Few dinosaurs have as interesting a back story as the spinosaurus. In life, it dominated the waterways — a 50-foot-long behemoth that employed its blade-like claws and conical, razor-sharp teeth to annihilate its prey. It chomped down on sharks for breakfast.
Ninety-five million years after its extinction, this strangely aquatic dinosaur — the only one of its kind that we know of — has had to contend with Nazis, bomb raids, armed gangs and mysterious moustachioed men. Its story has all the makings of a spy novel.
The most recent chapter in the spinosaurus’ long and very bizarre tale occurred last year when Nizar Ibrahim, a German-Moroccan palaeontologist from the University of Chicago, uncovered the most complete skeleton fossil of the species yet found in Morocco’s Sahara Desert.
It also happens to be the only remaining skeleton of the species, as all other physical evidence of the spinosaurus was obliterated 70 years ago.
“It’s a really mysterious dinosaur. (Until now), all we had was little bits and pieces, tantalizing clues and drawings of a partial skeleton that had been destroyed in World War II,” explains Ibrahim.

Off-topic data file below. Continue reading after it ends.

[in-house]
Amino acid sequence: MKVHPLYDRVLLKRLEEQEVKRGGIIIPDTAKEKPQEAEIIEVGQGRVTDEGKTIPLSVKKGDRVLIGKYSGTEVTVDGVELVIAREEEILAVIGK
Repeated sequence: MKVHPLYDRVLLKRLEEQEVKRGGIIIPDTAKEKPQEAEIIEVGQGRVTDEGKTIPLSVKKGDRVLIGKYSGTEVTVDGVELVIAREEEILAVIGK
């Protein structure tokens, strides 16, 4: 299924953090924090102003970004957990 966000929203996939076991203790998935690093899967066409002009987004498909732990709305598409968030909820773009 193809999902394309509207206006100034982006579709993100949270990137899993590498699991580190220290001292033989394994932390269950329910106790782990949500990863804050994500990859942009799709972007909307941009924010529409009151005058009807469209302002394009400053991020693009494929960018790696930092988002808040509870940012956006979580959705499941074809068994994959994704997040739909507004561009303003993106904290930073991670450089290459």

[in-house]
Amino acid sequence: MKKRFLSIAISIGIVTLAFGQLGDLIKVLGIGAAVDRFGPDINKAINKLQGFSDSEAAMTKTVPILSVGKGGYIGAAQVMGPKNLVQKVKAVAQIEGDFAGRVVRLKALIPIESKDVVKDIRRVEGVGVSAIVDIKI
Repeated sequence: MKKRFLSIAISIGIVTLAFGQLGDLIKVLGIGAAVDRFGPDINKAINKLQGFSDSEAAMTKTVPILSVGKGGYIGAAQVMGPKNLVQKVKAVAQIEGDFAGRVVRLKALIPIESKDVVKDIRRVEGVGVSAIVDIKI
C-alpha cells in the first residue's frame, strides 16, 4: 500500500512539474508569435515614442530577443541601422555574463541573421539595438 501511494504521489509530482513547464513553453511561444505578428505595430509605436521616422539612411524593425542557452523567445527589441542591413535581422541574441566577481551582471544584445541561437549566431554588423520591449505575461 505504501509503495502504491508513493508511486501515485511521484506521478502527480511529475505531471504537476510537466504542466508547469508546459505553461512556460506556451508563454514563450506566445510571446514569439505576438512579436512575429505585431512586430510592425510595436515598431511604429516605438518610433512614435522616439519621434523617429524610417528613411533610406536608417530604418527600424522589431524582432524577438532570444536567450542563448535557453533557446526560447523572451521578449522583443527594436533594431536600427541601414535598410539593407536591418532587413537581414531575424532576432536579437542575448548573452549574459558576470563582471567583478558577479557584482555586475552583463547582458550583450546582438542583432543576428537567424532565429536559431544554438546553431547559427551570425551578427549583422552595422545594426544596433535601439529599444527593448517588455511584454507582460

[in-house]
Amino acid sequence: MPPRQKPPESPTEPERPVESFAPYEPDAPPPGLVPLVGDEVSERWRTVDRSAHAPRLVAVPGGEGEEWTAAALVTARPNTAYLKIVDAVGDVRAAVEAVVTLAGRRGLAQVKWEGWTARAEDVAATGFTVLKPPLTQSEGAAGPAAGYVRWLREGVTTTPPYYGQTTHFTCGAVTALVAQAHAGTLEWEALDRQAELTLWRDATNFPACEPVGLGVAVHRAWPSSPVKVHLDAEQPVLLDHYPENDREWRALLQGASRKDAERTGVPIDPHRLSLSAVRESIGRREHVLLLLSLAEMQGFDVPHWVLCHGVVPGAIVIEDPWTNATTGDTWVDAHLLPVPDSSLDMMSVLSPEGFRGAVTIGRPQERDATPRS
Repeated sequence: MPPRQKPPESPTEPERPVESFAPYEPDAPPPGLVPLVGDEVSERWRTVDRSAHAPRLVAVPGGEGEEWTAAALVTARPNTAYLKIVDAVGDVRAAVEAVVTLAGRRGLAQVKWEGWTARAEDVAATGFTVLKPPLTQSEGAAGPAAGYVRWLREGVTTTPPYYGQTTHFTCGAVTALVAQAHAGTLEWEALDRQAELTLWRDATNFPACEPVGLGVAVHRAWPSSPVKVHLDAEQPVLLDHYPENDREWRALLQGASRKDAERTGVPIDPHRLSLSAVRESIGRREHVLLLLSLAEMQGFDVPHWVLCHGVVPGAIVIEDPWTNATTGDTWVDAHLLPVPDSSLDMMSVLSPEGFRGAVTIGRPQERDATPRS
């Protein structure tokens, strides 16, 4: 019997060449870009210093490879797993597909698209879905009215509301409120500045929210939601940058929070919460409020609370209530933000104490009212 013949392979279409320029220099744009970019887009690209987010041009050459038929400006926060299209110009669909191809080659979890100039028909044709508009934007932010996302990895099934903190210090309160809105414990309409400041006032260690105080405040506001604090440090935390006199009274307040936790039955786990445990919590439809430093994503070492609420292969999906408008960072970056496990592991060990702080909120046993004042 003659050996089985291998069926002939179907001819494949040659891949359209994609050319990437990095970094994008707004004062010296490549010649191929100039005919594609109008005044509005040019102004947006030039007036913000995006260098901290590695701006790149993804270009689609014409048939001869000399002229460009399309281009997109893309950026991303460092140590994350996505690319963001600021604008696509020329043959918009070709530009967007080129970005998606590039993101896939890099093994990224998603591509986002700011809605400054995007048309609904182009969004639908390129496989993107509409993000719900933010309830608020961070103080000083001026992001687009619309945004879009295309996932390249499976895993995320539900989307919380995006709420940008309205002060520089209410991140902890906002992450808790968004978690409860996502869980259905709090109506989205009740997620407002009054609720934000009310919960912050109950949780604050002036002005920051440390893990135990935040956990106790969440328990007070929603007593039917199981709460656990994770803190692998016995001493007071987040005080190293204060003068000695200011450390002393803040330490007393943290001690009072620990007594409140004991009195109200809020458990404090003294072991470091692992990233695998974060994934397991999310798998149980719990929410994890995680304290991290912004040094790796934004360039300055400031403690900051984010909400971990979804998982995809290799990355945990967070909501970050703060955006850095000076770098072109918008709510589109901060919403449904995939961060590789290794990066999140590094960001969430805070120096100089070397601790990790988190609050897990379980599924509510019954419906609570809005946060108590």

The first, and up until recently only, spinosaurus skeleton ever found was uncovered by a fossil collector working for German palaeontologist Ernst Stromer — then one of the world’s leading experts on the enigmatic dinosaurs of North Africa. For years, Stromer unearthed a paleontological treasure trove in the Sahara.
“Ernst Stromer was really a very productive scientist. He was an explorer, and he was really the first person to resurrect the lost world of Africa’s dinosaurs in a big way,” says Ibrahim.
Unfortunately, his luck turned with the onset of a war that would rob him of his sons — two died in battle while the third barely survived a five-year imprisonment — and his life’s work. Most of his finds were stored at a palaeontology museum in Munich. He begged the director to relocate the dinosaur collection, but was refused, and in April 1944, an allied air raid destroyed the institution ad Stromer’s findings.
“Everything went up in flames, and Stromer lost all these incredible finds in a single night,” recalls Ibrahim, who considers Stromer his role model.
“Resurrecting the spinosaurus — his most famous discovery — was the best way to bring Stromer back into the books of dinosaur palaeontology,” he says.
The man with the mustache
Ibrahim’s hunt for the spinosaurus began in 2008 when he met a moustachioed Moroccan fossil hunter who was proffering rare-looking samples from a cardboard box.
“One piece looked really interesting. It was a blade-shaped piece of bone and I did think at the time that maybe this is a chunk of the spine of spinosaurus,” he recalls. Years later, colleagues from the Natural History Museum in Milan showed him similar samples of what they, too, believed was a partial skeleton of a spinosaurus.